Switching to the ethical aspects of efficient computing and the resulting ubiquitous AI, Peter König's lecture uncovered a mismatch between approved ethical policies and empirical findings regarding human decision making in a famous ethical benchmark, the Trolley problem. Using VR, they immersed human subjects in a simulated car that was heading towards two groups of humans on the road, confronting the subject with the impossible decision to hit either the larger or the smaller group. This may sound dreadful, but what was really upsetting was the fact that human decisions systematically and reproducibly differed from the recommendations of an ethics panel to regulate self-driving cars. More details are in the original publication.

Joanna J. Bryson took on a more bold approach to AI ethics. She delivered a flurry of convincing arguments that demonstrate how humans have co-evolved not only with tools, but also with ethical considerations. AI is the next tool that humans will evolve with. Her answer to the question whether AI is changing us was "AI is us, changing ourselves". We will have to evolve our ethics alongside the new possibilities offered by AI, since it's us who is responsible about what we do with AI. For those who want to review this, please have a look at Joanna Bryson's excellent TEDx Talk at CERN.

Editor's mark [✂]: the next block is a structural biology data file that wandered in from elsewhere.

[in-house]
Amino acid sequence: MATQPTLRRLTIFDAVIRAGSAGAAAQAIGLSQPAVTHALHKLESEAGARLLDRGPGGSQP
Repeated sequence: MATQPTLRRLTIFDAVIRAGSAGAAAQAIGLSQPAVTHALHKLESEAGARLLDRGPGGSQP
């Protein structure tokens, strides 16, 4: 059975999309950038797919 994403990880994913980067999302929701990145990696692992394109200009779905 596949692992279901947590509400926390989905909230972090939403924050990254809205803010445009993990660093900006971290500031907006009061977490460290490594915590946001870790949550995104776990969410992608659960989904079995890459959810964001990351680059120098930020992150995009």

Also future focused, but rather on technological side of things, Neuroscientist Pieter Roelfsema talked about his journey from studying contour-following in the visual cortex and beyond, to visual neuroprosthesis, aka enabling vision for the blind. Impressive!

The talks were complemented by about 50 posters on display, giving an overview on the current state of the art in unconventional computing, from hardware substrates to algorithms.

Poster session at Cognitive Computing 2018

Taken together, my memory of the Cognitive Computing conference will be that of an inspiring meeting, bringing together scientists from a variety of disciplines, who do not usually meet on conferences. It is just awesome to sit down for dinner with a bunch of folks you do not know and it turns out they're a leading figure in their field, and listen to them discuss as dinner and dessert are served (thanks to the excellent local organisation by Volkswagen Foundation).

Dr Michael Schmuker on behalf of the Neurotech consortium.